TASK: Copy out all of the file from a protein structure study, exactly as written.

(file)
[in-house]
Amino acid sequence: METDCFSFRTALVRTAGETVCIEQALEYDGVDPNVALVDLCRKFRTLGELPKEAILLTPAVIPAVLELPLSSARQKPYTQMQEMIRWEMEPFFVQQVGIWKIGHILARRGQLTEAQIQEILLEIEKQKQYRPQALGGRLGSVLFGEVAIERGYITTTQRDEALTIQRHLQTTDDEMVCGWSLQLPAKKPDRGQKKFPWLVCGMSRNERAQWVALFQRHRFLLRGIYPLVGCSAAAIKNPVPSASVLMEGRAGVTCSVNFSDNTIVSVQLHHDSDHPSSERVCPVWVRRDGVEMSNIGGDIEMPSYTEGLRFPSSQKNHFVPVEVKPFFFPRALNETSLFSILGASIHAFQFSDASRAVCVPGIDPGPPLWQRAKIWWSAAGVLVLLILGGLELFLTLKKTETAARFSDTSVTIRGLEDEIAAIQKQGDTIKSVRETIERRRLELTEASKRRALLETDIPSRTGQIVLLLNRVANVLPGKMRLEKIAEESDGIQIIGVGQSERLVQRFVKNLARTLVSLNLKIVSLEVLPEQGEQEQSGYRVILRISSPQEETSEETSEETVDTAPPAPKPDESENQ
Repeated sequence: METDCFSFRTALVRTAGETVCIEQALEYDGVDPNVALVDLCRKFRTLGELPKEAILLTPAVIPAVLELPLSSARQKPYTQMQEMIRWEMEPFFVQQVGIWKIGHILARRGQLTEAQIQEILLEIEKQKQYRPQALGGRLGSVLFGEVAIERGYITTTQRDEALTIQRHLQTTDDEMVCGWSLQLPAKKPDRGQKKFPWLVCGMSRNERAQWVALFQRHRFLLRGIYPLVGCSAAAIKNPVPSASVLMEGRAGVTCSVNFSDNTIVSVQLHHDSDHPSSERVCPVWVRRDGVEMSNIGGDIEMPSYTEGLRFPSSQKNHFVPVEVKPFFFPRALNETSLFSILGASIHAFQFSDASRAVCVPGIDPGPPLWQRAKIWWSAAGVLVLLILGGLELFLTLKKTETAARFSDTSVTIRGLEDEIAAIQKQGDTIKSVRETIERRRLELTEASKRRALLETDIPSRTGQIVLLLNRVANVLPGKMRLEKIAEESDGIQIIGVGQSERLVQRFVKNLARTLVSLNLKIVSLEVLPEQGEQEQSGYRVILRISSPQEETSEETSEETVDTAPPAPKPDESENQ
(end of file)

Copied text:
[in-house]
Amino acid sequence: METDCFSFRTALVRTAGETVCIEQALEYDGVDPNVALVDLCRKFRTLGELPKEAILLTPAVIPAVLELPLSSARQKPYTQMQEMIRWEMEPFFVQQVGIWKIGHILARRGQLTEAQIQEILLEIEKQKQYRPQALGGRLGSVLFGEVAIERGYITTTQRDEALTIQRHLQTTDDEMVCGWSLQLPAKKPDRGQKKFPWLVCGMSRNERAQWVALFQRHRFLLRGIYPLVGCSAAAIKNPVPSASVLMEGRAGVTCSVNFSDNTIVSVQLHHDSDHPSSERVCPVWVRRDGVEMSNIGGDIEMPSYTEGLRFPSSQKNHFVPVEVKPFFFPRALNETSLFSILGASIHAFQFSDASRAVCVPGIDPGPPLWQRAKIWWSAAGVLVLLILGGLELFLTLKKTETAARFSDTSVTIRGLEDEIAAIQKQGDTIKSVRETIERRRLELTEASKRRALLETDIPSRTGQIVLLLNRVANVLPGKMRLEKIAEESDGIQIIGVGQSERLVQRFVKNLARTLVSLNLKIVSLEVLPEQGEQEQSGYRVILRISSPQEETSEETSEETVDTAPPAPKPDESENQ
Repeated sequence: METDCFSFRTALVRTAGETVCIEQALEYDGVDPNVALVDLCRKFRTLGELPKEAILLTPAVIPAVLELPLSSARQKPYTQMQEMIRWEMEPFFVQQVGIWKIGHILARRGQLTEAQIQEILLEIEKQKQYRPQALGGRLGSVLFGEVAIERGYITTTQRDEALTIQRHLQTTDDEMVCGWSLQLPAKKPDRGQKKFPWLVCGMSRNERAQWVALFQRHRFLLRGIYPLVGCSAAAIKNPVPSASVLMEGRAGVTCSVNFSDNTIVSVQLHHDSDHPSSERVCPVWVRRDGVEMSNIGGDIEMPSYTEGLRFPSSQKNHFVPVEVKPFFFPRALNETSLFSILGASIHAFQFSDASRAVCVPGIDPGPPLWQRAKIWWSAAGVLVLLILGGLELFLTLKKTETAARFSDTSVTIRGLEDEIAAIQKQGDTIKSVRETIERRRLELTEASKRRALLETDIPSRTGQIVLLLNRVANVLPGKMRLEKIAEESDGIQIIGVGQSERLVQRFVKNLARTLVSLNLKIVSLEVLPEQGEQEQSGYRVILRISSPQEETSEETSEETVDTAPPAPKPDESENQ